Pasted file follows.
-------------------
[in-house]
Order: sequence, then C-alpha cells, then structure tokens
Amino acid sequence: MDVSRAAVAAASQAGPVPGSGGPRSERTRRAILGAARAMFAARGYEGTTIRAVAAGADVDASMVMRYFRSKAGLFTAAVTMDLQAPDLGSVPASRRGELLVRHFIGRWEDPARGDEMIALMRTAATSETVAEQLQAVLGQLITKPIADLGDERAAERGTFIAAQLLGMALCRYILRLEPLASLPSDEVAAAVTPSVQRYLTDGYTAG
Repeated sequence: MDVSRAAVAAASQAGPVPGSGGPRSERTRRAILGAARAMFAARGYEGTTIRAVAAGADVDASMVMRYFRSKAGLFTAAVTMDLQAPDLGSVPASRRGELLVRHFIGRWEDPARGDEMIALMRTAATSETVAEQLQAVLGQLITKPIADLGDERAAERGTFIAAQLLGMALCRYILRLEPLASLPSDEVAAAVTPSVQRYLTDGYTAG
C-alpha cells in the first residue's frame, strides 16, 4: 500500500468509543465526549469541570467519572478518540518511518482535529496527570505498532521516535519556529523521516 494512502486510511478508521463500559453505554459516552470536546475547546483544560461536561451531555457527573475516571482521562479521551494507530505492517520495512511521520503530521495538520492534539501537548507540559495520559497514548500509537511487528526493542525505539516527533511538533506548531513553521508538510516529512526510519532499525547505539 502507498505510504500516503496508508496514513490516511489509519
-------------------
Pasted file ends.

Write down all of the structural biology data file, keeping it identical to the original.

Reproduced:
[in-house]
Order: sequence, then C-alpha cells, then structure tokens
Amino acid sequence: MDVSRAAVAAASQAGPVPGSGGPRSERTRRAILGAARAMFAARGYEGTTIRAVAAGADVDASMVMRYFRSKAGLFTAAVTMDLQAPDLGSVPASRRGELLVRHFIGRWEDPARGDEMIALMRTAATSETVAEQLQAVLGQLITKPIADLGDERAAERGTFIAAQLLGMALCRYILRLEPLASLPSDEVAAAVTPSVQRYLTDGYTAG
Repeated sequence: MDVSRAAVAAASQAGPVPGSGGPRSERTRRAILGAARAMFAARGYEGTTIRAVAAGADVDASMVMRYFRSKAGLFTAAVTMDLQAPDLGSVPASRRGELLVRHFIGRWEDPARGDEMIALMRTAATSETVAEQLQAVLGQLITKPIADLGDERAAERGTFIAAQLLGMALCRYILRLEPLASLPSDEVAAAVTPSVQRYLTDGYTAG
C-alpha cells in the first residue's frame, strides 16, 4: 500500500468509543465526549469541570467519572478518540518511518482535529496527570505498532521516535519556529523521516 494512502486510511478508521463500559453505554459516552470536546475547546483544560461536561451531555457527573475516571482521562479521551494507530505492517520495512511521520503530521495538520492534539501537548507540559495520559497514548500509537511487528526493542525505539516527533511538533506548531513553521508538510516529512526510519532499525547505539 502507498505510504500516503496508508496514513490516511489509519